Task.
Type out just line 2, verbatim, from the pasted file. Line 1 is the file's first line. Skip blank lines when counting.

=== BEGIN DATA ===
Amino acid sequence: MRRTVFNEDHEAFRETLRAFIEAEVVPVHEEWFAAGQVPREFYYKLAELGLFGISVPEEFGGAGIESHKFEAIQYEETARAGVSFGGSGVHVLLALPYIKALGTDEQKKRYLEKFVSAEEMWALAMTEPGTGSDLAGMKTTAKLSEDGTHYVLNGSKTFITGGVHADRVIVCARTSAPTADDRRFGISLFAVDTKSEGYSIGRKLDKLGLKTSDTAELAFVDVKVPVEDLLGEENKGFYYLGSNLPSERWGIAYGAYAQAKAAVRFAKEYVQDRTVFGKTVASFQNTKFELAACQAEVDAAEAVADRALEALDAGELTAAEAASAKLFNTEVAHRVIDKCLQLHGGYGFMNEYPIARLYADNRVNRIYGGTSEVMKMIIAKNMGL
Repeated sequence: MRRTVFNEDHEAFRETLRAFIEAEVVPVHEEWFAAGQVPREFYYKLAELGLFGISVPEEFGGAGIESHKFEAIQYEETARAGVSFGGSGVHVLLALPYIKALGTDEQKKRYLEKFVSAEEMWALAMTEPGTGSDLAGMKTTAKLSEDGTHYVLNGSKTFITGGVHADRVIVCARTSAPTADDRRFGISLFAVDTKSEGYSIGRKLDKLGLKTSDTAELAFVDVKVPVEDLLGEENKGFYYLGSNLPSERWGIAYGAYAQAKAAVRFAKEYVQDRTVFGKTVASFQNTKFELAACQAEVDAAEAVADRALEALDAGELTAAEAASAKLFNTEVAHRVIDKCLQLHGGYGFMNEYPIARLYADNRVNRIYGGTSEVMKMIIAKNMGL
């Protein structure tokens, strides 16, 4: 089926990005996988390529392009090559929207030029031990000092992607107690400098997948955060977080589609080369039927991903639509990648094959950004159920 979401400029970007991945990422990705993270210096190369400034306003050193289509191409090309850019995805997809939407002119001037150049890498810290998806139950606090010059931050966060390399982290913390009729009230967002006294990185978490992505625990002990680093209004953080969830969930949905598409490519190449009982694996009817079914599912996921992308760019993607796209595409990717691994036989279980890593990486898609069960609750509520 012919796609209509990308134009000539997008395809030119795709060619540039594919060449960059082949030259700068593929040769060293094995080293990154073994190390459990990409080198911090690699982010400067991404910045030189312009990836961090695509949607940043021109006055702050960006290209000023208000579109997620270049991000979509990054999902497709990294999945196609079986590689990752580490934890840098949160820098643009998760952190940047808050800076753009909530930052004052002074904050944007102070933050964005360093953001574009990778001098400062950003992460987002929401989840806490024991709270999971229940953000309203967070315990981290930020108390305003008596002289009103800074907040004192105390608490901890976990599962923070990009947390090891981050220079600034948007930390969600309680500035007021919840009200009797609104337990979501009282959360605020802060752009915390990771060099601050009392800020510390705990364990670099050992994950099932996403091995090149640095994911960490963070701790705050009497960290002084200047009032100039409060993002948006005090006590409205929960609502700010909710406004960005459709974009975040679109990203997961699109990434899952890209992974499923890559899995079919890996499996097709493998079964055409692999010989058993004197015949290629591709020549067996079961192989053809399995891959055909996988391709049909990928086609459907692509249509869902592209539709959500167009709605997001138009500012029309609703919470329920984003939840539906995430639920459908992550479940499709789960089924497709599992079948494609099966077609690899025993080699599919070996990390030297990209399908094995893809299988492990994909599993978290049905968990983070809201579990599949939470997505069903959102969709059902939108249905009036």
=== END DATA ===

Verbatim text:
Repeated sequence: MRRTVFNEDHEAFRETLRAFIEAEVVPVHEEWFAAGQVPREFYYKLAELGLFGISVPEEFGGAGIESHKFEAIQYEETARAGVSFGGSGVHVLLALPYIKALGTDEQKKRYLEKFVSAEEMWALAMTEPGTGSDLAGMKTTAKLSEDGTHYVLNGSKTFITGGVHADRVIVCARTSAPTADDRRFGISLFAVDTKSEGYSIGRKLDKLGLKTSDTAELAFVDVKVPVEDLLGEENKGFYYLGSNLPSERWGIAYGAYAQAKAAVRFAKEYVQDRTVFGKTVASFQNTKFELAACQAEVDAAEAVADRALEALDAGELTAAEAASAKLFNTEVAHRVIDKCLQLHGGYGFMNEYPIARLYADNRVNRIYGGTSEVMKMIIAKNMGL